# Need an example fill out please :)

• Dec 21st 2009, 05:01 PM
Dakkar
Need an example fill out please :)
Hello
The math problems im gonna post below may be below most of you but i missed a few days of shcool so i didn't lear how to solve these equations. the teacher let me copy down what they were but she didn't have time to teach me them before the hilidays so i was hoping someone could kinda explain what they are doing when solving them correctly. This would be a big help as i do have to write a test on equations like these in the new year.
Thanks

Communication Equatuions:

Example 1:
Write a quadratic equation whose roots are -2 and 3. is it possible to write more then one equation? Explain

Example 2:
Can x(x-3)=0 be solved by dividing both sides of the equation by x? explain

Example 3:
If the product of two factors is zero, what must be true of the factors.
• Dec 21st 2009, 05:28 PM
Haversine
Quote:

Originally Posted by Dakkar
Example 1:
Write a quadratic equation whose roots are -2 and 3. is it possible to write more then one equation? Explain

This works, but why..? A question for you to answer:

\$\displaystyle (x + 2)(x - 3) = 0\$

Multiplying it out to standard form:

\$\displaystyle x^2 - x - 6 = 0\$

Looking at the above, is this the only possible answer?
• Dec 21st 2009, 05:29 PM
Haversine
Quote:

Originally Posted by Dakkar
Example 2:
Can x(x-3)=0 be solved by dividing both sides of the equation by x? explain

If I did divide both sides by x, I'd get

\$\displaystyle x - 3 = 0\$

Hmm. Now we're saying this quadratic equation only has one root, +3. Possibly something unfortunate has happened to the other root along the way ...
• Dec 21st 2009, 05:31 PM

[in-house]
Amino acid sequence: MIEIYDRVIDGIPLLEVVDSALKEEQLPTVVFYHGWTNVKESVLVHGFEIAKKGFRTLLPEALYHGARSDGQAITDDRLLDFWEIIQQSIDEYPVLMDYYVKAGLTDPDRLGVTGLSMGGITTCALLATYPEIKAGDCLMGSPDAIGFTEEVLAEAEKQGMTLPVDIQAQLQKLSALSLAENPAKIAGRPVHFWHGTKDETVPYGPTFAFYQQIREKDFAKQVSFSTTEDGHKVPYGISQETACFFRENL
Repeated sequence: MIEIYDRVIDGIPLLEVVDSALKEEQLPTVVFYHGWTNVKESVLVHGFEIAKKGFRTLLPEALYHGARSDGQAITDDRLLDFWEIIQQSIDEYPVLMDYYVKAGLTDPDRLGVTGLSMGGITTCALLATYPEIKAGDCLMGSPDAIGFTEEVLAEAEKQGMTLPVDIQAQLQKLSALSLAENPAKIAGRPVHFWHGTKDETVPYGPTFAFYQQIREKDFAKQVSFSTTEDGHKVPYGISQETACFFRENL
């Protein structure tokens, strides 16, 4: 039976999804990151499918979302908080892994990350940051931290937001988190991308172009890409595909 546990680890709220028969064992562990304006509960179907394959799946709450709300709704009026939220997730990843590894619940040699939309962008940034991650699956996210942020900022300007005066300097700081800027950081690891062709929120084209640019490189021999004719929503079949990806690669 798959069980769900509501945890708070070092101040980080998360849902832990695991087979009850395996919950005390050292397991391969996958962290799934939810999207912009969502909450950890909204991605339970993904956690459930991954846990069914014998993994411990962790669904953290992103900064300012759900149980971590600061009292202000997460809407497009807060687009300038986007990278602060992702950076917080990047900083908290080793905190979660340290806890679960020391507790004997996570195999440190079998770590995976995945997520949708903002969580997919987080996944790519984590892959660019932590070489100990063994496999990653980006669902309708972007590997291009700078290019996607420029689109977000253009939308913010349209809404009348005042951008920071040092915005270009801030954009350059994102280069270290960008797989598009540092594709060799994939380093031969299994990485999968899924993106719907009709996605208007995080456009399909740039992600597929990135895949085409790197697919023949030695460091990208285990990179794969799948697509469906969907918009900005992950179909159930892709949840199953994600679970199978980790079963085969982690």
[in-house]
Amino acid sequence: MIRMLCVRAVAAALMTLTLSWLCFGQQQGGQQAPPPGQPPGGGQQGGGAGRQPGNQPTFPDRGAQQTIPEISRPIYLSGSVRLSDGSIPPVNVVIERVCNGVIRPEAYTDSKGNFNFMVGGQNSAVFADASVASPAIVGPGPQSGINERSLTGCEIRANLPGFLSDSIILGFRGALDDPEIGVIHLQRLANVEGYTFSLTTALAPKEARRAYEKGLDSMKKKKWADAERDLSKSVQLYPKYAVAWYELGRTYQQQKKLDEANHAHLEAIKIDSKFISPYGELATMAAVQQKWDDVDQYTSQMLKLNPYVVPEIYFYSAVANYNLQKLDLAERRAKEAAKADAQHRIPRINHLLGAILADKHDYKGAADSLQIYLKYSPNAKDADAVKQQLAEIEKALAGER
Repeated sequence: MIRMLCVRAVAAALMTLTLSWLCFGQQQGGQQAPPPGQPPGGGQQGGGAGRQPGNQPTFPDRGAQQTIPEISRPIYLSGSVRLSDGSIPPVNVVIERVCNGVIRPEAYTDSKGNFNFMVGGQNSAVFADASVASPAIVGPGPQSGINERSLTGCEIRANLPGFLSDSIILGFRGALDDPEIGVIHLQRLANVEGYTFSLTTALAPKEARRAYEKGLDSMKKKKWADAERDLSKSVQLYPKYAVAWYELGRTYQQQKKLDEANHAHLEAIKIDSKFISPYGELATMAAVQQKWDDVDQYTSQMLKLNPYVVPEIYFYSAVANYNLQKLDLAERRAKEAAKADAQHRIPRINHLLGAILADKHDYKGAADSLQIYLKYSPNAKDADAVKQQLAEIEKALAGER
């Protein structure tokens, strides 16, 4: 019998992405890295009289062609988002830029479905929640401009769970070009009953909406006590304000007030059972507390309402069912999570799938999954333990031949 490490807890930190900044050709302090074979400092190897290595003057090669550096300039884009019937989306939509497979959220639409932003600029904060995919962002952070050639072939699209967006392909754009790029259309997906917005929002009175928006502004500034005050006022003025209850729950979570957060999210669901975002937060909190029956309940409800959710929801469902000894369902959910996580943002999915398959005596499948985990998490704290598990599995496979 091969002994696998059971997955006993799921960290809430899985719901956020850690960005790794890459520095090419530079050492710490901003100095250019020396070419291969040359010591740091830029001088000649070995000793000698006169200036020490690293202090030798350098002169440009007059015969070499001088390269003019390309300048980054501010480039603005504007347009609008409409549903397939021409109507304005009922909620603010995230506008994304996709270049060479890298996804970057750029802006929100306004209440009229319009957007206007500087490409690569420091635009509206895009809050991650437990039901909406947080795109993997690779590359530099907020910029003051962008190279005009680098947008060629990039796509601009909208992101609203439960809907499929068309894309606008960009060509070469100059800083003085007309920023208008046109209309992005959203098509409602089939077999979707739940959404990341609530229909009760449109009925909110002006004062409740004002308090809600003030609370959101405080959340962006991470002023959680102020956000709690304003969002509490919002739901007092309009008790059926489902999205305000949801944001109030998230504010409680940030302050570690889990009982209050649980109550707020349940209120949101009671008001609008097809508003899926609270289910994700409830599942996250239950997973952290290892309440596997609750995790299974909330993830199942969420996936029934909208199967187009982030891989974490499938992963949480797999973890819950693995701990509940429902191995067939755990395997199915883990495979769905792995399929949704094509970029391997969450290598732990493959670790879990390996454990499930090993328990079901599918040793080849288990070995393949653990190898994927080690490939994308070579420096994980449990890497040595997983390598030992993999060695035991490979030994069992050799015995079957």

Haversine
Quote:

Originally Posted by Dakkar
Example 3:
If the product of two factors is zero, what must be true of the factors.

Can't answer this one until I know what you mean by factors. Factors of a number? Factors of an equation?
• Dec 21st 2009, 05:58 PM
Dakkar
(x+2)(x-3)=0 is correct because when placed in brackets -2 and 3 become there opposites so -2 becomes 2 and 3 becomes -3?

x2-x-6=0 is the only possible way to write it because if change -6 to +6 u would be unable to factor this equation?

Not sure how close this is to being correct
• Dec 21st 2009, 06:00 PM
Dakkar
Oh I think it is factors of an equation for example 3
• Dec 21st 2009, 06:40 PM
Haversine
Quote:

Originally Posted by Dakkar
(x+2)(x-3)=0 is correct because when placed in brackets -2 and 3 become there opposites so -2 becomes 2 and 3 becomes -3?

That's one way of looking at it, but there's a better one. The (x + 2) term is there because when you substitute in x = -2, the entire term becomes zero, regardless of the value of the other term. Same for (x - 3): when x = 3, the entire equation is zero ... the other term doesn't even get a vote.

Quote:

Originally Posted by Dakkar
x2-x-6=0 is the only possible way to write it because if change -6 to +6 u would be unable to factor this equation?

Well ...

If I wrote (x + 2)(x - 3) = 0, what if I multiplied by some random constant all the way across the equation? Say we decided to multiply by 5 for no good reason. Then \$\displaystyle 5(x + 2)(x - 3) = 5(0)\$, or \$\displaystyle 5x^2 - 5x - 30 = 0\$. This still works for the roots x = -2 or x = 3, as you can verify.
• Dec 21st 2009, 06:44 PM
Haversine
Quote:

Originally Posted by Dakkar
Example 3:
If the product of two factors is zero, what must be true of the factors.

Quote:

Originally Posted by Dakkar
Oh I think it is factors of an equation for example 3

Then I could rephrase this as:

If (x + a) and (x + b) are two factors for some unknown quadratic, and (x + a)(x + b) = 0, then what must be true of the factors?
• Dec 21st 2009, 10:36 PM
jgv115
Either one of the factors must be 0...